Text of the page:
Solidarity Worldwide]
f18news.editor@forum18.org [English; Forum 18 News Service provides almost daily news as well as
weekly news summary reports of threats and actions against religious freedom. To subscribe
visit www.forum18.org ]

6. Accounts by continents
Africa, Sub-Saharan
Boer, Jan H. Nigeria's decades of blood. Studies in Christian & Muslim Relations, 1. Jos, Nigeria:
Stream 2003. 155 pp. (pp.107-140 sources) ISBN 1-55306-581-6 also ISBN 978-36780- 9-4 in
Canada.
Kivengere, Festo. I Love Idi Amin: The Story or Triumph under Fire in the Midst of Suffering and
Persecution in Uganda. London: Marshall, Morgan and Scott/ Old Tappan, NJ: Revell, 1977.
Lipton, Edward P., ed. Religious freedom in Africa. Hauppauge, N.Y.: Nova Sciences, c2002. 182 p.
ISBN 1590333896.
Muhima, Edward Bakaitwako. 'The fellowship of suffering': a theological interpretation of Christian
suffering under Idi Amin. Ann Arbor, Mich.: University Microfilms International, 1981. [microform]
Audio Microfiche F79433
Americas
Cuba: Castro's war on religion. Washington, D.C.:The Puebla Institute, May 1995. See especially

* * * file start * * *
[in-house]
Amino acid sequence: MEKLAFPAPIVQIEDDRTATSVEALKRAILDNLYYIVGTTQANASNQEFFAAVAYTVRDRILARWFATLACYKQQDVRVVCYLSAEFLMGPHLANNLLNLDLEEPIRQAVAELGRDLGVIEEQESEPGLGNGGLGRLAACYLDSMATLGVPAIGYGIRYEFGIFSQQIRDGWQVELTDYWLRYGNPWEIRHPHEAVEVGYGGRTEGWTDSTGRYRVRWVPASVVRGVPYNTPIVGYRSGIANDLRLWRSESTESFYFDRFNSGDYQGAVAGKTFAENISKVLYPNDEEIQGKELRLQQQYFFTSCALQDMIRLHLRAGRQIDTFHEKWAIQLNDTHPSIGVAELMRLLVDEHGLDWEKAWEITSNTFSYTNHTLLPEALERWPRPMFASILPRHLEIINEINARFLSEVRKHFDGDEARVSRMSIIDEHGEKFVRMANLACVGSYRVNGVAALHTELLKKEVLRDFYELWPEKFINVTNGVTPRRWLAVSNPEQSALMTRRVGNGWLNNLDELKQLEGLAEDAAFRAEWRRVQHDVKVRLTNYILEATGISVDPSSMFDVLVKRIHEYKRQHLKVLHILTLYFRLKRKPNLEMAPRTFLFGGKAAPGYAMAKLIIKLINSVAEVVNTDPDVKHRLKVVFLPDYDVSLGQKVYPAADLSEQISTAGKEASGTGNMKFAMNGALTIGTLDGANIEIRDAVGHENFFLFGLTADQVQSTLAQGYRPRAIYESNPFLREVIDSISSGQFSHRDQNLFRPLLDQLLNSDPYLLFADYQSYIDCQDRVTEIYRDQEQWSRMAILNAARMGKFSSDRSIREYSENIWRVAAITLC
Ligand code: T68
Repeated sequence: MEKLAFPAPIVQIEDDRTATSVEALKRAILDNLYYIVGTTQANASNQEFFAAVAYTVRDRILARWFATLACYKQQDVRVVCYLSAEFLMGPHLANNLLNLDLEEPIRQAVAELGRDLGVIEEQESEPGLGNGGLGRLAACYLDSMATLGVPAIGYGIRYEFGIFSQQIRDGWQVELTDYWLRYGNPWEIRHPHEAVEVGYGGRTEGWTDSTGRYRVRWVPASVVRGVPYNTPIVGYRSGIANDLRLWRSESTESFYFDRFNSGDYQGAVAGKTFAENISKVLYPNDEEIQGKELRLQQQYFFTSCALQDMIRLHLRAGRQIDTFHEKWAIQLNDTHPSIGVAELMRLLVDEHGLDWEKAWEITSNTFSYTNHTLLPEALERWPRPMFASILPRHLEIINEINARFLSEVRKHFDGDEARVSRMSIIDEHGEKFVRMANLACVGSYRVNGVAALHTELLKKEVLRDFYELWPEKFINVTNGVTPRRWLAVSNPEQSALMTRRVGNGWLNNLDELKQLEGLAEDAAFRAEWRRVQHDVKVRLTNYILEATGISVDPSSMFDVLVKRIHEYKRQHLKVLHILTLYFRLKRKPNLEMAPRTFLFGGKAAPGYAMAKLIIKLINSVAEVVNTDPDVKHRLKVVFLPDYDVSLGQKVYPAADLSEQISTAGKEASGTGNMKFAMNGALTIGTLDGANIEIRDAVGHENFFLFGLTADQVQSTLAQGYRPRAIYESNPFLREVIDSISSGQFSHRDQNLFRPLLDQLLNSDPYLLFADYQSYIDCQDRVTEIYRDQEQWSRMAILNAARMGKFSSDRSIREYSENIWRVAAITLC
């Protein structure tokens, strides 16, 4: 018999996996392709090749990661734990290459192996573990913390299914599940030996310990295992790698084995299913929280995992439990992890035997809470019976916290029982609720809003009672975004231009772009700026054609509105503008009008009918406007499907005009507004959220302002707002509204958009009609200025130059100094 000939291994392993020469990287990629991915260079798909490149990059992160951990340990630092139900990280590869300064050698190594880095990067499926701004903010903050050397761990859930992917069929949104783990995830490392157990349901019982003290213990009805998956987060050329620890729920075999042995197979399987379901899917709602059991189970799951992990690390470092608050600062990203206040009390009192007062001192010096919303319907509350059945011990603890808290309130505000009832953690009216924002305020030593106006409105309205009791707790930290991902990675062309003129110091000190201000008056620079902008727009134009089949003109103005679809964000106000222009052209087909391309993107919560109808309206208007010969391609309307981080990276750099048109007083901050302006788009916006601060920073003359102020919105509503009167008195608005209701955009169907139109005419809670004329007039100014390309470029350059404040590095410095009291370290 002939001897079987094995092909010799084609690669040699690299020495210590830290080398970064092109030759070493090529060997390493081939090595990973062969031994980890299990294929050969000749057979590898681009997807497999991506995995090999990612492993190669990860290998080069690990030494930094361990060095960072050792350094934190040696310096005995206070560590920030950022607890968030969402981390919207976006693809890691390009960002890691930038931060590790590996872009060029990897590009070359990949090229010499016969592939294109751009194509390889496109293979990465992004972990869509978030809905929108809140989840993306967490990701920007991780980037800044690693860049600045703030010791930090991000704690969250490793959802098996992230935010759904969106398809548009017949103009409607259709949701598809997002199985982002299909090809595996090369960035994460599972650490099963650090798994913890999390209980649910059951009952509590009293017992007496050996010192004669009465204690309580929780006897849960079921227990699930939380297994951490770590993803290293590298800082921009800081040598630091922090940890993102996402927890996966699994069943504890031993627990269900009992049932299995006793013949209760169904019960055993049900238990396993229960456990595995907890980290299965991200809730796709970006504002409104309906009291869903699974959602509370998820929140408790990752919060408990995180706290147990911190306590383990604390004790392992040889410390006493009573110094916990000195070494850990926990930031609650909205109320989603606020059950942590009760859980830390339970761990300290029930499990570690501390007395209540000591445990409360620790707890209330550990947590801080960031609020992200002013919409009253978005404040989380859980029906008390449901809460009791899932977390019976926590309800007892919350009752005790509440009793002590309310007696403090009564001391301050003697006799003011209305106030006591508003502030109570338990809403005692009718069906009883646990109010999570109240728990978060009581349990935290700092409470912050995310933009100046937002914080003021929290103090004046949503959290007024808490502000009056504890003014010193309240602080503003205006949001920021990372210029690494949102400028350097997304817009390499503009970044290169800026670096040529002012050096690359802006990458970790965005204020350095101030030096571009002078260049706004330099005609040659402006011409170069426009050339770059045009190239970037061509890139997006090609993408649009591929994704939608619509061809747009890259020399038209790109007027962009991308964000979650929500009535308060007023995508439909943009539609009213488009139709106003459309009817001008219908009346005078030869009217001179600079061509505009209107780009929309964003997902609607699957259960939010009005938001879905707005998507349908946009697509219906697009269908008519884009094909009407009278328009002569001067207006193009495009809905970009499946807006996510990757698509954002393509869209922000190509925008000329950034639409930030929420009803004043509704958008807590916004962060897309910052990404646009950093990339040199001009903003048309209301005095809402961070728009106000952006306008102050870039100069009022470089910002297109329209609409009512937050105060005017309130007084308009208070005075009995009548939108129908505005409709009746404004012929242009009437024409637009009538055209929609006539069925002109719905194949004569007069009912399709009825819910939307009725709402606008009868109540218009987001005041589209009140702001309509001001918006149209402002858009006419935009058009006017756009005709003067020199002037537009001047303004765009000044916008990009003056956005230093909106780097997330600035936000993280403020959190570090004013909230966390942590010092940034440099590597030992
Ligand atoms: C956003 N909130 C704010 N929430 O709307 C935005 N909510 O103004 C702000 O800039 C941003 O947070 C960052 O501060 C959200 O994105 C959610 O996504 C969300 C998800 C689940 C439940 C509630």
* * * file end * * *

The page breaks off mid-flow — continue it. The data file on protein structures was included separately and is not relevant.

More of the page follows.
pp. 7-11.
Lawrence, Carl. The Cross and the Sword. Artesia, CA: Shannon, 1999. The Rebellion and
Revolution in Chiapas, Mexico.
Lopez, Dario. Evangelical Church & Human Rights in Peru: A Critical Evaluation of the Theology of
Mission of the National Evangelical Council of Per (CONEP) from 1980 to 1992, with Special
Reference to its Understanding and Practice of Human Rights. [PhD Open University 1997]
http://www.ocms.ac.uk/abstracts/index.php
Sigmund, Paul E., ed. Religious freedom and evangelization in Latin America: the challenge of
religious pluralism. Maryknoll, N.Y.:Orbis, 1999. 359 pp. ISBN 1-570-75263-X (pbk).
Whalin, W. Terry & Chris Woehr. One Bright Shining Path. Wheaton, Illinois: Crossway 1993 Faith in
the midst of terrorism. The Life and Testimony of Romulo Saune.
Asia and Oceania
Aikman, David. Jesus in Beijing. Regnery, 2003. 344 pp., ISBN 0895261286 Written by former
Beijing Bureau Chief for Times magazine, David Aikman, this book describes the state of the
Church in todays China.